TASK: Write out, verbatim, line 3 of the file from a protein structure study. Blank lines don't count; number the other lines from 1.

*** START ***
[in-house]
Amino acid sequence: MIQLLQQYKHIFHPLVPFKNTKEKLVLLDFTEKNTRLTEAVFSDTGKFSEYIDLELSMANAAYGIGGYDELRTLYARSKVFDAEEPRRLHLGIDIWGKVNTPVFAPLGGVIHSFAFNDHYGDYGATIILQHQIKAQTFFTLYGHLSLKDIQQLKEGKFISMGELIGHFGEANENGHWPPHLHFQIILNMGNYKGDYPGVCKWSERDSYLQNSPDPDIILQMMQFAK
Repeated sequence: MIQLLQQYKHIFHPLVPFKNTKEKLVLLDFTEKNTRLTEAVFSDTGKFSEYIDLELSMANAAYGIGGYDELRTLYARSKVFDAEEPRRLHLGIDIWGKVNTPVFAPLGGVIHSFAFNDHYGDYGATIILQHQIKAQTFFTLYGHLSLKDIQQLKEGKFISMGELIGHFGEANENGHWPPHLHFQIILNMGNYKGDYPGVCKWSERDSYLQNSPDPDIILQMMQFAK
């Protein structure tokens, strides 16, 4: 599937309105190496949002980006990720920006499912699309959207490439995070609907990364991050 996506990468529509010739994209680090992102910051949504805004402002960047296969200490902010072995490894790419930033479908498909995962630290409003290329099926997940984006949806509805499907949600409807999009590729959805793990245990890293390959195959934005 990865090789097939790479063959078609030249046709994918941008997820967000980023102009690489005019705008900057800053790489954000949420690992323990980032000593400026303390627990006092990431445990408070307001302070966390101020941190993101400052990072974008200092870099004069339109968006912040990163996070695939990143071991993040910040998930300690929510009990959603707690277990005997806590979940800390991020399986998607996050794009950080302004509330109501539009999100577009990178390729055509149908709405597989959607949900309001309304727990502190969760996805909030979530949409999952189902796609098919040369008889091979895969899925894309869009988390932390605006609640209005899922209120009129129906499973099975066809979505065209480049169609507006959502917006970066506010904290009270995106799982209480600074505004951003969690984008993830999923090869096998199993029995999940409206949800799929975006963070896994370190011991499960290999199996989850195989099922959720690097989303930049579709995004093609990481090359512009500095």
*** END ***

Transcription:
Repeated sequence: MIQLLQQYKHIFHPLVPFKNTKEKLVLLDFTEKNTRLTEAVFSDTGKFSEYIDLELSMANAAYGIGGYDELRTLYARSKVFDAEEPRRLHLGIDIWGKVNTPVFAPLGGVIHSFAFNDHYGDYGATIILQHQIKAQTFFTLYGHLSLKDIQQLKEGKFISMGELIGHFGEANENGHWPPHLHFQIILNMGNYKGDYPGVCKWSERDSYLQNSPDPDIILQMMQFAK